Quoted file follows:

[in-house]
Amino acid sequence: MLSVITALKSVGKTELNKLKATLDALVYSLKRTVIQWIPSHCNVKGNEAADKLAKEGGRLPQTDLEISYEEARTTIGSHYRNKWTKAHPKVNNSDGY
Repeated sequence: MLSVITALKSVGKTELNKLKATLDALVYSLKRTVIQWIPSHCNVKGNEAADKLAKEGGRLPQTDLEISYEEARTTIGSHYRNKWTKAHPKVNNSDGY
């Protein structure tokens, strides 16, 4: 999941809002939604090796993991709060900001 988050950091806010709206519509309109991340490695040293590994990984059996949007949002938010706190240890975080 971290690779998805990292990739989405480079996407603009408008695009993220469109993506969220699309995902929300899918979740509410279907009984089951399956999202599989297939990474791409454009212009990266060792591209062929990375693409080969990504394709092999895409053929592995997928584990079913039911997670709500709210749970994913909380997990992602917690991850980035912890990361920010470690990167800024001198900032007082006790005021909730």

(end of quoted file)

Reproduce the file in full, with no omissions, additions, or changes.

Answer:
[in-house]
Amino acid sequence: MLSVITALKSVGKTELNKLKATLDALVYSLKRTVIQWIPSHCNVKGNEAADKLAKEGGRLPQTDLEISYEEARTTIGSHYRNKWTKAHPKVNNSDGY
Repeated sequence: MLSVITALKSVGKTELNKLKATLDALVYSLKRTVIQWIPSHCNVKGNEAADKLAKEGGRLPQTDLEISYEEARTTIGSHYRNKWTKAHPKVNNSDGY
């Protein structure tokens, strides 16, 4: 999941809002939604090796993991709060900001 988050950091806010709206519509309109991340490695040293590994990984059996949007949002938010706190240890975080 971290690779998805990292990739989405480079996407603009408008695009993220469109993506969220699309995902929300899918979740509410279907009984089951399956999202599989297939990474791409454009212009990266060792591209062929990375693409080969990504394709092999895409053929592995997928584990079913039911997670709500709210749970994913909380997990992602917690991850980035912890990361920010470690990167800024001198900032007082006790005021909730």